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Hand out 6: What to say when …

An advice sheet for parents, teachers and carers of children who have selective mutism

… other people need a quick explanation (do this in private)

“Selective mutism is an anxiety disorder- if we do nothing or treat it like a behaviour problem, the anxiety will get worse.”

“No, it’s not shyness, more like stage fright. She literally freezes up and can’t get a word out at times.”

“Selective mutism is a phobia of talking to anyone outside your comfort zone.It’s the same as a phobia of cats or eating certain foods – even though there’s nothing to be scared of, you just get this awful feeling of panic.”

… people make unhelpful comments in front of the child

Step in quickly and play down unhelpful comments and questions as in the following examples. Show that you are not concerned and quickly move on to another topic. If appropriate, arrange to speak to the individuals concerned later, to explain how they can help the child or young person in future.

… adults put pressure on the child to speak

If adults make comments such as:

“Are you going to speak to me today?” “Has the cat got your tongue?”

“What’s the matter – is something wrong?” Say something like:

“You’ll have to wait and see, won’t you?!”

(To [NL referring to the comment) “That’s a funny thing to say, isn’t it?!” “[N]’s doing really well. We’re all very happy with how she’s doing.” “Nothing’s wrong. [N]’s enjoying listening, aren’t you?”

other children ask why the child who has selective mutism doesn’t talk “(N] will talk as soon as she feels ready, won’t you [N]?”

“(N] hasn’t found his voice in school yet but, when he does, we won’t make a fuss. We’ll talk to him as if he’s always spoken.”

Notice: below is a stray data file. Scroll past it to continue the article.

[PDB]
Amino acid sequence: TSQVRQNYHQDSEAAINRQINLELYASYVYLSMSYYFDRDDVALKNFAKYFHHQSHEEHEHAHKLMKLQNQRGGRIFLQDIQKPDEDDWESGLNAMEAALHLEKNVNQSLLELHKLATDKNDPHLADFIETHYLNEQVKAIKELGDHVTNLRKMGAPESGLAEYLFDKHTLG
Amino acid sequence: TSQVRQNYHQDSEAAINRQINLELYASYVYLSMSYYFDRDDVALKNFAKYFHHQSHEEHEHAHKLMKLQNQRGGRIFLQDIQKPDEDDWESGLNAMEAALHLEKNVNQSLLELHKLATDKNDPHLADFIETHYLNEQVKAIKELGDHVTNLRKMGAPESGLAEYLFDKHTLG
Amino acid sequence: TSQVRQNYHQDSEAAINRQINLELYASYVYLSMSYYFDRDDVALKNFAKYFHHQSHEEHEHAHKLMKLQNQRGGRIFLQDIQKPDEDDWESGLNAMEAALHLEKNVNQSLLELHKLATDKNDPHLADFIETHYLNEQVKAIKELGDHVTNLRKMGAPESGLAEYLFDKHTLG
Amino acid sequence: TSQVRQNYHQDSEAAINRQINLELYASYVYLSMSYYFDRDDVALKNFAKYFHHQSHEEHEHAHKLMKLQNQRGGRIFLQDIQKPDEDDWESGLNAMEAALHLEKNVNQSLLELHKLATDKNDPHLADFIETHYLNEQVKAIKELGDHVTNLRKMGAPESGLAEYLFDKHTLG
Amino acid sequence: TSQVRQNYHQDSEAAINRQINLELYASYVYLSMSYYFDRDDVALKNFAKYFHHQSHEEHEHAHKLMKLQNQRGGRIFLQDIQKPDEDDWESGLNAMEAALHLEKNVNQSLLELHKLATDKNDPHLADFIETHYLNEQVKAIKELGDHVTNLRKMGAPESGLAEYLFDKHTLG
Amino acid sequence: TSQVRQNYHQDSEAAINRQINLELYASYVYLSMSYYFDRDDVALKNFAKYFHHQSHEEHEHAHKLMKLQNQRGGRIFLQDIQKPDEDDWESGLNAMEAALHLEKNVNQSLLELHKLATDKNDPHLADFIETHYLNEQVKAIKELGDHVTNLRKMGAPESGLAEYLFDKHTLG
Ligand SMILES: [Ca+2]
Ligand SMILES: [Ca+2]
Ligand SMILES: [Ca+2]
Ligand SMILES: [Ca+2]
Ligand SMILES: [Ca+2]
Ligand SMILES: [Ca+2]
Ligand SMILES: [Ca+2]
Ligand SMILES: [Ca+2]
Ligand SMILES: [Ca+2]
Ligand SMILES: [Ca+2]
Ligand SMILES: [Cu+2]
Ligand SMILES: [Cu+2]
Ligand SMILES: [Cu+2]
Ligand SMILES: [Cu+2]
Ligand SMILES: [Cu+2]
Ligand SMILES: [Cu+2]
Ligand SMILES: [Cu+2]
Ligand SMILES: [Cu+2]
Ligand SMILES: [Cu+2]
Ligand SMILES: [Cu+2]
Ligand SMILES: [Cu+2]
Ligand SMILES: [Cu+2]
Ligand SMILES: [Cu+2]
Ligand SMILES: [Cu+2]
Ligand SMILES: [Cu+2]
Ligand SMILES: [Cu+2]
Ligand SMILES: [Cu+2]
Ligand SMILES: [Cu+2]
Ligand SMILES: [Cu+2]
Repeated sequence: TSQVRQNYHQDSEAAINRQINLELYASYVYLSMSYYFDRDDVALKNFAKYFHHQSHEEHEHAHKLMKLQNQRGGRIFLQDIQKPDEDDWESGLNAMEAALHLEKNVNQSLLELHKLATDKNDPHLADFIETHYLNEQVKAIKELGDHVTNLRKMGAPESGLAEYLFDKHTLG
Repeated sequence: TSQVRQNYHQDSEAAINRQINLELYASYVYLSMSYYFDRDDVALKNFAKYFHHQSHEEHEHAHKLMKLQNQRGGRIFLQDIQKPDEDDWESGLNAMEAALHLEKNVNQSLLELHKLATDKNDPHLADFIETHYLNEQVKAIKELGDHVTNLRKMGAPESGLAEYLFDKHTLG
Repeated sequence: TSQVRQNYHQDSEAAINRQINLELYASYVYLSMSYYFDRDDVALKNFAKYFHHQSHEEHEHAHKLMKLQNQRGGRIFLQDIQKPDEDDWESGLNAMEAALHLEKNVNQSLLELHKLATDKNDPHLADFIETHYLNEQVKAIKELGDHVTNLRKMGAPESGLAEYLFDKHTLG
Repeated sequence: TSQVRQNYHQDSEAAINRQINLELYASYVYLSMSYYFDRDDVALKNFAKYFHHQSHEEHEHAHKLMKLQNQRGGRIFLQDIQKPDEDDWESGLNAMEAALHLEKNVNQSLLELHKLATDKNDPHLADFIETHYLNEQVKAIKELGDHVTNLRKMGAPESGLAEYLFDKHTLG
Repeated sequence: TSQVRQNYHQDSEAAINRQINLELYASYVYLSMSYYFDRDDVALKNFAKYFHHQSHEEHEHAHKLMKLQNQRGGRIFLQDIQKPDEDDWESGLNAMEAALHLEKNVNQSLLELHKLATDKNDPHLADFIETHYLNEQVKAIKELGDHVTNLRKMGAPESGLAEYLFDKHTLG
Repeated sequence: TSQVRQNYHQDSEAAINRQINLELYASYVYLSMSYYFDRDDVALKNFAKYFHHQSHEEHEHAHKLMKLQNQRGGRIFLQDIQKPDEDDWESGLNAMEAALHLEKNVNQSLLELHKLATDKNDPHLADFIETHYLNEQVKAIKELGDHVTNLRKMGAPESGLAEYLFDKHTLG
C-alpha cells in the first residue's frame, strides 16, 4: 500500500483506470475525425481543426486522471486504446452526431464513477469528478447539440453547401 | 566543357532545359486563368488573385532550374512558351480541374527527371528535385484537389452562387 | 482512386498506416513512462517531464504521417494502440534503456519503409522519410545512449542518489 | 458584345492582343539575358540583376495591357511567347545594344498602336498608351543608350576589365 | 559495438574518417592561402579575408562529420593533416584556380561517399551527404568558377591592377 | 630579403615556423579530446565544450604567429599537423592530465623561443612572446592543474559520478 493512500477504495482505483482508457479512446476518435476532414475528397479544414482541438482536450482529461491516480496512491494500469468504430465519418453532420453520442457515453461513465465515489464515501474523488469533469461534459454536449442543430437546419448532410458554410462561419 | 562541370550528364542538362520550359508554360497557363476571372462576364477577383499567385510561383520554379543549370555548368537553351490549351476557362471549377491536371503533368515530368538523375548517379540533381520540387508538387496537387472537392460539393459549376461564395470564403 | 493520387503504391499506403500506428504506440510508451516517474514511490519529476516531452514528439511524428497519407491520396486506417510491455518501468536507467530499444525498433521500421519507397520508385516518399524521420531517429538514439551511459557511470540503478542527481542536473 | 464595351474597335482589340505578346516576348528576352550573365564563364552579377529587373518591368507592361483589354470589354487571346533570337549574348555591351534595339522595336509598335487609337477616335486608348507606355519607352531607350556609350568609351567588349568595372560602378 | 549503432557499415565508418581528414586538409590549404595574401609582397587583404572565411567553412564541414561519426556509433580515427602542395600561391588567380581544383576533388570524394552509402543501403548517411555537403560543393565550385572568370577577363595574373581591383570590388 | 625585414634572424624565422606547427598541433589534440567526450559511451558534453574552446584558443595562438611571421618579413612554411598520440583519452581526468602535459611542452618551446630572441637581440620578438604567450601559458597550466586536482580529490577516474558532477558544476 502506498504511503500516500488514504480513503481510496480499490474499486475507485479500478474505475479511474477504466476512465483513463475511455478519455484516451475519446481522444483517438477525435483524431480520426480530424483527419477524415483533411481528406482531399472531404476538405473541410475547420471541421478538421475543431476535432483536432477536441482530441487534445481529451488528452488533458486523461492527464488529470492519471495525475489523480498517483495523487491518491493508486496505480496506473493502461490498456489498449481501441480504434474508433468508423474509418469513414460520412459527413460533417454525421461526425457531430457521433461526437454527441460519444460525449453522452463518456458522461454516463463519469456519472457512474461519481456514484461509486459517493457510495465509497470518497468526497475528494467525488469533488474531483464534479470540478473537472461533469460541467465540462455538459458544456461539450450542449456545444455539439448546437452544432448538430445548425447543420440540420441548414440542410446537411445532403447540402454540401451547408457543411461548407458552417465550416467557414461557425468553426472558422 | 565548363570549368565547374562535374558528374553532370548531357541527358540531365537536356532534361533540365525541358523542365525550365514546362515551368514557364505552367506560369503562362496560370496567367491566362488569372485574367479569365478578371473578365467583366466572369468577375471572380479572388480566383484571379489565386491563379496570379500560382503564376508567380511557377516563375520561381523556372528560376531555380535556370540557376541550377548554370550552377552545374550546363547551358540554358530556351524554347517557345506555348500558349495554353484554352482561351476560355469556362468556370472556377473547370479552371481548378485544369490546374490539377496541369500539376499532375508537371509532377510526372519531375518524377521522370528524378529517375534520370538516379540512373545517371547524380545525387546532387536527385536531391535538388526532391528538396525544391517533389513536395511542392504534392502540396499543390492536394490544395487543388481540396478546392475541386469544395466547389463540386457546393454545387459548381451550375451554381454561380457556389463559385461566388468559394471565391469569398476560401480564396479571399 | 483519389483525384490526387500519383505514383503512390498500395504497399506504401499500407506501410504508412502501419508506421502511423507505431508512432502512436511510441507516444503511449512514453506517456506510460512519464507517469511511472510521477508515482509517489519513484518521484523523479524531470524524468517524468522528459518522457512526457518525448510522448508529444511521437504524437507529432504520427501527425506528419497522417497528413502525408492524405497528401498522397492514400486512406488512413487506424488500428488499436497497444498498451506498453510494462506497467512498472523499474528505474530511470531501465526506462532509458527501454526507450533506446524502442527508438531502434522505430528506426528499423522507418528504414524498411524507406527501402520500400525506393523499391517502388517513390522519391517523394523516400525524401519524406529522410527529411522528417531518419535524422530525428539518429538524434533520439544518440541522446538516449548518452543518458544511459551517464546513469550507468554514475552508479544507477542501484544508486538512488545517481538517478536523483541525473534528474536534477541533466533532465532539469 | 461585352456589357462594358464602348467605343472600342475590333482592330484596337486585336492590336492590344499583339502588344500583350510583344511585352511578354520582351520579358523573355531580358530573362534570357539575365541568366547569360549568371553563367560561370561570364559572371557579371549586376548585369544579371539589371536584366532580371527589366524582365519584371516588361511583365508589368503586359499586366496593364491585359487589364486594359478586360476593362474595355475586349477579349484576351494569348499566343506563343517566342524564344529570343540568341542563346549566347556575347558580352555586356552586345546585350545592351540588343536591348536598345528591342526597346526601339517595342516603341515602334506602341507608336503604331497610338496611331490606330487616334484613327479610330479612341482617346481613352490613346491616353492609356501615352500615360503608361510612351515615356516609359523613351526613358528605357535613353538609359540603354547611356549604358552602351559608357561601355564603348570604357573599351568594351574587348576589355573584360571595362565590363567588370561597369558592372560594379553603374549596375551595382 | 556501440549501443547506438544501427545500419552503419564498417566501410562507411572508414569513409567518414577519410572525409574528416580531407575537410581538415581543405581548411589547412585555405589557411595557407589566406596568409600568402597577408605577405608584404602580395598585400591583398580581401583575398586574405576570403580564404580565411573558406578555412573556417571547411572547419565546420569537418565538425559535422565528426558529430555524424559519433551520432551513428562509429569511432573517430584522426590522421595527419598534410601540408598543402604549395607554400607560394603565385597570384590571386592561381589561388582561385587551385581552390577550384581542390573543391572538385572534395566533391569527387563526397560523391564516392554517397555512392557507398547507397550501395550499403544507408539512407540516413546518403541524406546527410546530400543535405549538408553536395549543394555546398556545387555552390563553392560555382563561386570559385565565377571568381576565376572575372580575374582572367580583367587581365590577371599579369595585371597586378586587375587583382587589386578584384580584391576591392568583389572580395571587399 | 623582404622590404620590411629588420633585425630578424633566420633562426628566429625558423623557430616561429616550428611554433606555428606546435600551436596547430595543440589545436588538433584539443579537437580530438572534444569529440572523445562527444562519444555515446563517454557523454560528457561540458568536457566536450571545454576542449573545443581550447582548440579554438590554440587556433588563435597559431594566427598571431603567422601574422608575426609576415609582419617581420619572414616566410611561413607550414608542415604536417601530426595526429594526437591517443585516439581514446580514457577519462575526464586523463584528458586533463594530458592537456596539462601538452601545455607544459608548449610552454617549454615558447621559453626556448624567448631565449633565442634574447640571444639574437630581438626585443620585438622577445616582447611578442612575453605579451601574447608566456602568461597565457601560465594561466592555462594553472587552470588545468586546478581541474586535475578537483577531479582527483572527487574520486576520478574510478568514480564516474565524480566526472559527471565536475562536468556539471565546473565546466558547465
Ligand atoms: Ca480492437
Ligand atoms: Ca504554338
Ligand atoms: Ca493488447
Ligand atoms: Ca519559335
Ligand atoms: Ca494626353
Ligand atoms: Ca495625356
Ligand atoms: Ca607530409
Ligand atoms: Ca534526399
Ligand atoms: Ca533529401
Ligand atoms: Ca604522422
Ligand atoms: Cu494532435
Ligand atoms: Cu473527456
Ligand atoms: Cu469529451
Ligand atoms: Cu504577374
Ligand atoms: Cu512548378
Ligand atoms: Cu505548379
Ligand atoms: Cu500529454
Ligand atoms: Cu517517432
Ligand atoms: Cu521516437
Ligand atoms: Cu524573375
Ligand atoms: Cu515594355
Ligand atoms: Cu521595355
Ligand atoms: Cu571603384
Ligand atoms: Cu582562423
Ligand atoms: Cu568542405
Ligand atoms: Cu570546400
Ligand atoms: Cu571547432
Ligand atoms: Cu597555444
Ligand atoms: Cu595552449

“Some of us find it hard to speak when there are lots of people around. It’ll be easier when just the two of you work or play together.”

“[N]’s working on it. You can be a good friend and just wait for it to happen.”

other children tell you the child can’t talk

“[N] is really good at talking at home and if we all help by being patient, she’ll be able to talk here too, isn’t that right [N]?”

“[N] talks lots at home, and he’s working hard on talking here too”

“If you’re lucky you might be the first person [N] talks to at school. But it won’t be you if you keep saying that!”

“Of course she can, but right now you prefer to listen and think, don’t you [N]?”

other children speak for the child

If children pass on a message from the child openly accept this to gradually enable [N] to speak to friend(s) in front of you.

“Thank you, 1’11 check with [N] that I’ve got the message right.”

“Is that right, [N]?” ([N] confirms by nodding or shaking their head.)

(Use friend as a go-between) “Can you ask [N] who he’d like to sit with?” If children answer for the child, make it clear that you were not talking to them!

“It’s OK, [N] knows how to answer. He can point/show me/nod/shake his head.”

… the child puts up their hand in class to answer or is asked a question

Smile and wait five seconds. If no answer comes, calmly move the conversation on: “Well done, I can see you know the answer! Who else wants to have a go?” “That’s OK, jot it down/show me later/tell Danny what you were going to say.”

“Let [N] have a think about that.” (Explain privately that [N]’s not ready for direct questions.)

the child speaks for the first time and/or other children comment on this Respond to what [N] says as if they have always spoken (ie no direct praise): “Great idea”; “That sounds fun”; “Yes let’s do that”; “Good answer!”

“We always knew [N] would feel like talking one day.” “That’s great – and what have you managed to do today?

… you cannot hear what the child says

If you are alone with [NL say you’re sorry you didn’t hear, rather than ask [N] to repeat or speak up. But don’t draw attention to this in public. Thank [N] for the contribution and, if necessary, seek clarification later on a one-to-one basis.